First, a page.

By Gurbir Grewal and Rachel Wainer Apter
At last week’s presidential debate, when it seemed that the nation had exhausted its capacity for shock, President Trump hit another height in racist rhetoric, refusing to condemn white supremacy while urging far-right extremists to “stand back and stand by.” As the top officials responsible for enforcing the civil rights laws of New Jersey — one of the most populous and diverse states in the country — we have seen firsthand how the president’s push to normalize bias has led to a rising tide of hate and violence in our state.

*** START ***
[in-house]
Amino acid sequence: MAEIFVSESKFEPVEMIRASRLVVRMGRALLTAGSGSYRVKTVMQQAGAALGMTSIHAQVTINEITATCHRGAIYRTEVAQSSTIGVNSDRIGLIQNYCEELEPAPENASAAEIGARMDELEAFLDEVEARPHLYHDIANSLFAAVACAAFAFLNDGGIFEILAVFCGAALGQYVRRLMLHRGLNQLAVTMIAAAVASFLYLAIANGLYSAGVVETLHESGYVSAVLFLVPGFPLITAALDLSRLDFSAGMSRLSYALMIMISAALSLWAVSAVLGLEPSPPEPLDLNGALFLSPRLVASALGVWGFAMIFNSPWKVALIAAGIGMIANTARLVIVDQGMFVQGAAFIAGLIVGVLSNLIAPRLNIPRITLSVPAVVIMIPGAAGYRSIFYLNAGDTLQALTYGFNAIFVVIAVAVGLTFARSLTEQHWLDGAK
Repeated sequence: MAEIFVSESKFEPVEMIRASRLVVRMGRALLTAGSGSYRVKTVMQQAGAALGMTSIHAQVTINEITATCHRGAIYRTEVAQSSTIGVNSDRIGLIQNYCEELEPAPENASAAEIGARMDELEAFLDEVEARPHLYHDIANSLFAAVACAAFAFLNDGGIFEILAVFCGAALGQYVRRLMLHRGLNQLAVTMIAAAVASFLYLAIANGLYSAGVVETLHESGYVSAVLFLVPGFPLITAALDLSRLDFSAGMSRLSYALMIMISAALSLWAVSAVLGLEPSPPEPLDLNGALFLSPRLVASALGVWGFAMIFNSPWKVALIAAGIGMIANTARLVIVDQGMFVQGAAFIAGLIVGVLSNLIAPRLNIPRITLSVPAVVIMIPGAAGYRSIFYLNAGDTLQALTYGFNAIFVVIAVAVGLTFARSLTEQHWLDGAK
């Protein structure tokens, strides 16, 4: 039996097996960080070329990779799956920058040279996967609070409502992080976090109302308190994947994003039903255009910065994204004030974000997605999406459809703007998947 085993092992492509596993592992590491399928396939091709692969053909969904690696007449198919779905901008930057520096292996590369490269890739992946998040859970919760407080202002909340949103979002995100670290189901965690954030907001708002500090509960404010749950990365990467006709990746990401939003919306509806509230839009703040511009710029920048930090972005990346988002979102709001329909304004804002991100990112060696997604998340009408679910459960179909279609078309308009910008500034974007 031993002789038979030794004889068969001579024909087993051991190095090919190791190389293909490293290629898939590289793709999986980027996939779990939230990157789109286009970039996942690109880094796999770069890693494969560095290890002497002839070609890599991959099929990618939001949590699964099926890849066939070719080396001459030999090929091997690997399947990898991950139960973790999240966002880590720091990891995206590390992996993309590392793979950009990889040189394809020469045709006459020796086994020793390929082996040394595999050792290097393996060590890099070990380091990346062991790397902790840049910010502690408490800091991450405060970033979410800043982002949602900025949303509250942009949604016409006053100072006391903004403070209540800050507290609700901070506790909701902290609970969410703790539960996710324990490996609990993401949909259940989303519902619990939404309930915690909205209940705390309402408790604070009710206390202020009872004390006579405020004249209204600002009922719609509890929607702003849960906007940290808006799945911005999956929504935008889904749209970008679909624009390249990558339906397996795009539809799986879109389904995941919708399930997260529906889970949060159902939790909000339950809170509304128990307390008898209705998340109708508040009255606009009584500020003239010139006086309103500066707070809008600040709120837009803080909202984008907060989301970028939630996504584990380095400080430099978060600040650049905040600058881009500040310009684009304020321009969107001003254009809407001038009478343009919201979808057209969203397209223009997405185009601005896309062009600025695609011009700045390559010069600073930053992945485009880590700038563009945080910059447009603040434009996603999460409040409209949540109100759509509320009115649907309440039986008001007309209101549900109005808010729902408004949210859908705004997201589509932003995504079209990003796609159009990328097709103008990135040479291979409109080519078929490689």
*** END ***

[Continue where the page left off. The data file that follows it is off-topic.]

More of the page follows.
Since 2015, the number of bias incidents being reported to law enforcement in New Jersey has skyrocketed. There were 367 reported incidents in 2015, compared to 994 in 2019 — a 170% increase. And this isn’t a problem limited to older generations — fully 46% of bias offenders were younger than 18